YOU MIGHT SUSPECT that a small boy who was so unnerved by the ladybird buttons on his dressing gown that he asked his mother to replace them with normal ones was, how shall we say generously, somewhat timid.
Correct. As something of a master at avoiding confrontation, I only ever got into one fight in my school years. Sadly, even that wasn’t really a rare moment of bravery so much as cowardice lured out of hiding.
I was about thirteen, sitting in class with the other boys waiting for our teacher to arrive when Benny, as I will identify him, bashed me in the face, causing my nose to bleed.
He had arrived at the school mid-year. Maybe being a latecomer made him a target of taunting from lads who had already formed their friendships, but it probably had more to do with his scrawny frame, nerdy glasses, and delicate manner–all three of which exceeded even mine.
As a result, he was the target of endless sneers and jeers and the occasional “accidental” bump into the wall as he walked down the hall. Back then it may have been called horseplay. Today it’s known as bullying. I didn’t like it and I didn’t participate, but I sure didn’t do anything about it.
Someone must have finally pushed him too far this particular day, because he swung at the person next to him and somehow managed to hit me by mistake. I’m not sure who was more surprised: him, me, or everyone else. There was a moment’s awkward silence. And then I told him to meet me on the school sports fields at lunchtime the next day.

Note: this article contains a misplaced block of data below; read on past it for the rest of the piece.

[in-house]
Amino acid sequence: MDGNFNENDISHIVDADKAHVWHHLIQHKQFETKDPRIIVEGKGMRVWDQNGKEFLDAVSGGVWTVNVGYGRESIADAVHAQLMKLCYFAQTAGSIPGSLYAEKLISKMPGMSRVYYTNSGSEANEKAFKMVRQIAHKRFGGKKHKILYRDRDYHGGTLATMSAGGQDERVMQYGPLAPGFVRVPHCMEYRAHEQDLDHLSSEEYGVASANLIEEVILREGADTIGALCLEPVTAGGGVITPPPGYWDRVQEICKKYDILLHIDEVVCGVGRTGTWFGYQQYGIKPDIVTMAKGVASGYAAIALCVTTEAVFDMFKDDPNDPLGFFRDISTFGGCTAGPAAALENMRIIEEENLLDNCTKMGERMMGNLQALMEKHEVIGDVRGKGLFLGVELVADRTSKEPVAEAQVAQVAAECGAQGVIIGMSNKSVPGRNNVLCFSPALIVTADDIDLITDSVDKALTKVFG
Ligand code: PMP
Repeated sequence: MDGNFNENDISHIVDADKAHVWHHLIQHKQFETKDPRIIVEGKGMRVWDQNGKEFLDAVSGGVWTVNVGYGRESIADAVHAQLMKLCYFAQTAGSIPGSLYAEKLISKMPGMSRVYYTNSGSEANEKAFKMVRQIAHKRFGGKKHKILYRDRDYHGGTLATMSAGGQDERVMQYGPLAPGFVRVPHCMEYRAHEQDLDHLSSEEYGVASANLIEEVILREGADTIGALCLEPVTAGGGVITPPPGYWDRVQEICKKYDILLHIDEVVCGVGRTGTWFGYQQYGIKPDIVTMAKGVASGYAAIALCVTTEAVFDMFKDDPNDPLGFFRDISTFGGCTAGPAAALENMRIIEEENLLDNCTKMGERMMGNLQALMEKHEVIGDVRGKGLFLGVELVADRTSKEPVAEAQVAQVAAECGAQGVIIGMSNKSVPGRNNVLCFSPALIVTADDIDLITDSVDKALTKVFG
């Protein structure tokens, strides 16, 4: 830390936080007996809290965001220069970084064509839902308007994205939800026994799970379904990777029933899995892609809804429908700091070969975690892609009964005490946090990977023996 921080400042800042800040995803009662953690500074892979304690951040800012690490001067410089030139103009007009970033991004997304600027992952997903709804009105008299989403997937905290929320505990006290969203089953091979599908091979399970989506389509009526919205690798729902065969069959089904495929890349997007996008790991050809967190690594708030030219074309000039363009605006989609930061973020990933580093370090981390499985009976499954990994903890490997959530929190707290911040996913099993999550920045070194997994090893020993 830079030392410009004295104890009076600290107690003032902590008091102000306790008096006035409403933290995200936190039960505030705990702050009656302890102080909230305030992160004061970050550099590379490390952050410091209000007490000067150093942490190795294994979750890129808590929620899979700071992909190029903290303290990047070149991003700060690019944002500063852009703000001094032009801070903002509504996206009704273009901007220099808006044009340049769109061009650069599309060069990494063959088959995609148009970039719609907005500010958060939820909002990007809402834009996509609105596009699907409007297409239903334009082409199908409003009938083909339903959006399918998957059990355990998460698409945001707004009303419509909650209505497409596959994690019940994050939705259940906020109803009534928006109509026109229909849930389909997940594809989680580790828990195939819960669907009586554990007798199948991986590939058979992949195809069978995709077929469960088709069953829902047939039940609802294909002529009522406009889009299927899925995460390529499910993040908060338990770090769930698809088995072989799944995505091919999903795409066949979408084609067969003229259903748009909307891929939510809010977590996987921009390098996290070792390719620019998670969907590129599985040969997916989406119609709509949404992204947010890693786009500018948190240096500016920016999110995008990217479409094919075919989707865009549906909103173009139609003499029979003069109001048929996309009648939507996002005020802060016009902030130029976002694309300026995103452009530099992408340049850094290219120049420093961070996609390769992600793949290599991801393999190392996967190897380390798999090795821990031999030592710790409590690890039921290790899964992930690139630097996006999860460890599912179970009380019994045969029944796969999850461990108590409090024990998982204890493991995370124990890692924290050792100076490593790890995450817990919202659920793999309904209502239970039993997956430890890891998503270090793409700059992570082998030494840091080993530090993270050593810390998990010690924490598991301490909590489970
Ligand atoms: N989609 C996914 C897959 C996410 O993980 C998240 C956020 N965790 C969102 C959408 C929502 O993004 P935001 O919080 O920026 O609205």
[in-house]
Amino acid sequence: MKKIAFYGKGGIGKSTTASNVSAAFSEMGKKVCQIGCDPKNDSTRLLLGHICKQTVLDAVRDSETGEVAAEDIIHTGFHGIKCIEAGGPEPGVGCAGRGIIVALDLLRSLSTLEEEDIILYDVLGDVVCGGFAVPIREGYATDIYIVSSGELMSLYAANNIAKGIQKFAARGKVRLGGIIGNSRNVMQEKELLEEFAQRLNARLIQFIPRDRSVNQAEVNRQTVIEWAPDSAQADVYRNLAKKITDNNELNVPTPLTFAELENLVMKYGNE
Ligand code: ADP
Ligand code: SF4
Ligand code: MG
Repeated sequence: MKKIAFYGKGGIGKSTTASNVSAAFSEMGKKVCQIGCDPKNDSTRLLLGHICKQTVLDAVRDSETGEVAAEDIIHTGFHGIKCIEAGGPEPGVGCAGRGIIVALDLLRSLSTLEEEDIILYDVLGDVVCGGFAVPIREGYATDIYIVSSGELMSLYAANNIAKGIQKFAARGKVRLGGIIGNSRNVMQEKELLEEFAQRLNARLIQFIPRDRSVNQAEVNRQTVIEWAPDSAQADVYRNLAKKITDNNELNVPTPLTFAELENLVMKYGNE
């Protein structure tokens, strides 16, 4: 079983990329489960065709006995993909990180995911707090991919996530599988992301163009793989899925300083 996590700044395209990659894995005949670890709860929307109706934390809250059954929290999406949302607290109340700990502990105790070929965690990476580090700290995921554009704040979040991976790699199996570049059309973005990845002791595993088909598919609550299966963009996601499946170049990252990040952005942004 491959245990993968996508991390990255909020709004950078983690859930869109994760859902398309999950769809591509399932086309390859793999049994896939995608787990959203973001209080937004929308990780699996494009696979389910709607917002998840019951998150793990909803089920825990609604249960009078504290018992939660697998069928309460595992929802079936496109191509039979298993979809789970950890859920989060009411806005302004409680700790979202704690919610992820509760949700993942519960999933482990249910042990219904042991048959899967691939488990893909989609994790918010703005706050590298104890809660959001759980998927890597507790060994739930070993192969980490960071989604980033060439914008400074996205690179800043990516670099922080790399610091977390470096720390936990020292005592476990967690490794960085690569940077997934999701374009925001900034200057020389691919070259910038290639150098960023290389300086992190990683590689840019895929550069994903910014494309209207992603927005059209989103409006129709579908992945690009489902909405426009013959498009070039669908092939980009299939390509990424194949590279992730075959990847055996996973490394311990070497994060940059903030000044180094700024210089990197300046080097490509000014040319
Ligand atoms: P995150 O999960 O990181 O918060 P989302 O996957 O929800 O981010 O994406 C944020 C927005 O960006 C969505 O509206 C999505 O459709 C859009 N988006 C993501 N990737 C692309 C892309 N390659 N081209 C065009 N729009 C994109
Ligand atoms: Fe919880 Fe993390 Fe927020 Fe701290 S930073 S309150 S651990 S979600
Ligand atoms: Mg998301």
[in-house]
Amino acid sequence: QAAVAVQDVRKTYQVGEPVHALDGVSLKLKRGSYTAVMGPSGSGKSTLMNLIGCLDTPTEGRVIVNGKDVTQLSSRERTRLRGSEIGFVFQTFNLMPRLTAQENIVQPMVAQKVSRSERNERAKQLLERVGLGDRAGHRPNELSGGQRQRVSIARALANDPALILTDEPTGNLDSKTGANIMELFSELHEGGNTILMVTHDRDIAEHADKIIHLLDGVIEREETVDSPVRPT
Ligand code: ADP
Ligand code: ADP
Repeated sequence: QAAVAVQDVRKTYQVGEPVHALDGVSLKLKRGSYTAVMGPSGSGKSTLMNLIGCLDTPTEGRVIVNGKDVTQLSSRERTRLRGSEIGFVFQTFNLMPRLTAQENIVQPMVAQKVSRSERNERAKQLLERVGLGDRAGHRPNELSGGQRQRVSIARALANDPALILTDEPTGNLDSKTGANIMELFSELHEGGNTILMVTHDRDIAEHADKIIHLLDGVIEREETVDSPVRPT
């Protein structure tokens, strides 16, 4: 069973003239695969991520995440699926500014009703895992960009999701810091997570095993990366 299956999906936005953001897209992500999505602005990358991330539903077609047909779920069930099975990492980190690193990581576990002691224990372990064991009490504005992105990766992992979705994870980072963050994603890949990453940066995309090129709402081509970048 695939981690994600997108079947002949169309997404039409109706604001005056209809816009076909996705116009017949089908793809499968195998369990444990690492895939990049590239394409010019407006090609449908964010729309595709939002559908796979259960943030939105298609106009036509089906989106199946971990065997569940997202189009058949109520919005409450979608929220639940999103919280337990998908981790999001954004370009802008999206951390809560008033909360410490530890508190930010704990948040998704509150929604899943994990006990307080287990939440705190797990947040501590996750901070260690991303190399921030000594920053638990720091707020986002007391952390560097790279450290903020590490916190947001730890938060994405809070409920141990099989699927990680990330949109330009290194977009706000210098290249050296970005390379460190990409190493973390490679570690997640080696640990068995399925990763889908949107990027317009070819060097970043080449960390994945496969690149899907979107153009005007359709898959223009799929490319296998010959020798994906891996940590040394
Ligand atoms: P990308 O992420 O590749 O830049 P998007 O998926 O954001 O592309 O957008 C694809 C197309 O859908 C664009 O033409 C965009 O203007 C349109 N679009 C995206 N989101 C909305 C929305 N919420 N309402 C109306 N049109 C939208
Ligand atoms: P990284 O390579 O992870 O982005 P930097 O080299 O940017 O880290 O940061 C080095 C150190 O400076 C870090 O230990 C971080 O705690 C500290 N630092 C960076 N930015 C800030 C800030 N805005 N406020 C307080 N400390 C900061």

It was hardly a clash of titans. It wasn’t pretty but it was pretty quick. I recall he connected once before going down under my flurry of wild swings, and then thankfully a teacher came to break it up.
Victory felt pretty hollow. Though I got some approving nods from the boys who had gathered to watch, I knew that I hadn’t been strong when I’d called Benny out. I should have confronted his mistake, but my manner and motive were wrong.
I’d actually been weak, provoked to action by fear of what everyone around me would think or say if I didn’t respond in a way that I assumed they would consider appropriate.
I wish I had an opportunity to tell Benny that I am sorry for what I did, though he may not even remember that day; for him it was perhaps just another in a long list of wrongs. But I still regret choosing the crowd over my conscience.
Photo credit: Kovsky13 via Foter.com/CC BY-NC-SA